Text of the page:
Although ‘Woe’ is not the first album for these Swedes, it was only since this album that I really got hooked by them. Not that the debut album, or the preceding EP, was anything bad – not at all. But sometimes bands do need some extra time to mature, to really reach their peak on a creative level or maybe production wise – or, like in this case, both at the same time. ‘Woe’ was released in Autumn 2022 and was amazingly popular right after the start, with the vinyl issues having sold out within no time. For those interested, there is a repress on its way, expected to arrive in April 2023.
Not only because of the upcoming reprint, but especially because of the amazing musical magic box that is ‘Woe’. The album is so smoothly schizophrenic, so full of kaleidoscopic soundscapes that it hits you in perpetual waves, challenging your intellect. Capturing An Abstract Illusion into a single, fixed box is simply impossible. It takes so many musical ingredients and elements that it blends into such a phenomenal and staggering result it makes you all wobbly when listening to it.
The very foundation of the band is made of an Atmospheric sort of Death and Black Metal, and to that foundation they started building and crafting their own unique creation. The Swedish trio have added lots of progressive elements that easily point towards the best of those 70’s bands, including the use organs and synthesizers, making it all sounds quite interestingly like mid-Opeth-era and mid-Anathema-era at times, maybe even so diverse as Riverside. But they never intended to stop there. Subsequently they have added pieces and parts out of Jazz, Electro and Indie Rock as well as elements that share comparison with such intellectual and progressive Hardcore bands like (the recently re-established) Burst, which, coincidently or not, also happens to be Swedish. But within these boundless borders they also find enough space for blistering blast beats, thundering riffs and hugely impressive vocal performance, making ‘Woe’ not only a Progressive Metal record, but also a true hammering attack at the same time. If you are in doubt, ‘In The Heavens Above, You Will Become A Monster’ would be a good track to check out. Its roaring vocals and blazing drums are not all too far removed from that storming Behemoth-like darkness, yet the tremolo picked melodies do enhance the music to a higher level of ingenuity.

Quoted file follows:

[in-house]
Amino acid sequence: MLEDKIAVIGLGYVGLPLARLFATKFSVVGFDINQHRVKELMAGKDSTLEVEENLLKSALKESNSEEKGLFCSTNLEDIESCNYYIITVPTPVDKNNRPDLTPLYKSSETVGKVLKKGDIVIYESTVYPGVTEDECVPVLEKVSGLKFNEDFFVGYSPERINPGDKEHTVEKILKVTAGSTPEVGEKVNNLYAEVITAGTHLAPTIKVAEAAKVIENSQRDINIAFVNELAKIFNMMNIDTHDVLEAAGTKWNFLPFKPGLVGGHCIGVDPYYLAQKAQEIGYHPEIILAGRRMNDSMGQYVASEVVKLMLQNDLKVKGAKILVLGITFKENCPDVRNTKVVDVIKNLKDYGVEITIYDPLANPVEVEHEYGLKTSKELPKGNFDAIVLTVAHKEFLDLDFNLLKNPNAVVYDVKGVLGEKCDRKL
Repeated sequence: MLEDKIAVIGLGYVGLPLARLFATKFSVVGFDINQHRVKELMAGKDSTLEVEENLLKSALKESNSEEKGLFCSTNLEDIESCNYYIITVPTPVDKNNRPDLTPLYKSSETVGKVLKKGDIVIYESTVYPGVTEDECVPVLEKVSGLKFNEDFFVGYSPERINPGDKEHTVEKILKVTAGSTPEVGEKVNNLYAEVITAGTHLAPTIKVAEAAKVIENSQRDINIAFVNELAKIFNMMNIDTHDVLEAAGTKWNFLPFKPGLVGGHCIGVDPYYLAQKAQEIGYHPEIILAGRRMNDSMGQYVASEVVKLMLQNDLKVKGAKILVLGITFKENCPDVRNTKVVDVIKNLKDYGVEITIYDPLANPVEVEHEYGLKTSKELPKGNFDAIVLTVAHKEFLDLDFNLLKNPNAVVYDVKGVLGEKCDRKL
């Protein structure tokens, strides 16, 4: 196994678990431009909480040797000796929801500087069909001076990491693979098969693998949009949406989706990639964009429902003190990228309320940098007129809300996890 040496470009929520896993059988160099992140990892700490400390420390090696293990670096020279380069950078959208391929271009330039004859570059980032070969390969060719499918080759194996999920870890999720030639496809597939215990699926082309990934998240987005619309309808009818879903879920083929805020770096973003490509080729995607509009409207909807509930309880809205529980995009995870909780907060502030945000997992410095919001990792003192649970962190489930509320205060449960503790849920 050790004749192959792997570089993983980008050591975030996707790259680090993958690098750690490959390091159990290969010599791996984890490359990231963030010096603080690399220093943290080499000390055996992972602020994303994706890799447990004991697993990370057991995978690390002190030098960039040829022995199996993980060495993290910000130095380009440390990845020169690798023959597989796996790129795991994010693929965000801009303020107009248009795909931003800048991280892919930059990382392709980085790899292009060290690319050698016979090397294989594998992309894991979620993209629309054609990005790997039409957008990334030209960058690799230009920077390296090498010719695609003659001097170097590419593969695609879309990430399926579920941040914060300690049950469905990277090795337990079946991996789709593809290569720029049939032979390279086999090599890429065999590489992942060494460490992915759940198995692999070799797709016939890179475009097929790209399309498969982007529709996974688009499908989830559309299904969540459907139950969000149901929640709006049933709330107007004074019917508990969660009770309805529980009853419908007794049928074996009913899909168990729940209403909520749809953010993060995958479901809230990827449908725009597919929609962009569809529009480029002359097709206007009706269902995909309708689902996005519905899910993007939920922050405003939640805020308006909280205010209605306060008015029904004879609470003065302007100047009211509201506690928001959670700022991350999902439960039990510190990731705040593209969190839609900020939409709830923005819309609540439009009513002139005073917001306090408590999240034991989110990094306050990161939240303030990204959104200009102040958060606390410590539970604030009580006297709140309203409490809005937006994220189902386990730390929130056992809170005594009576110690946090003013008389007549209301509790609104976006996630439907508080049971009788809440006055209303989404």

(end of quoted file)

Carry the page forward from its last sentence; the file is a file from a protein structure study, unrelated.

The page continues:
Indeed, this album falls nothing short of being a unique and invigorating experience. If you are looking for either the next Nunslaughter or Wampyric Rites sort of metal record, please look elsewhere, but if you love to be challenged and you are in for a visionary record by musicians who are broadening the musical scope, then ‘Woe’ is definitely worth listening to. If you fall in that latter category, I challenge you to be disappointed with this cracker of an album.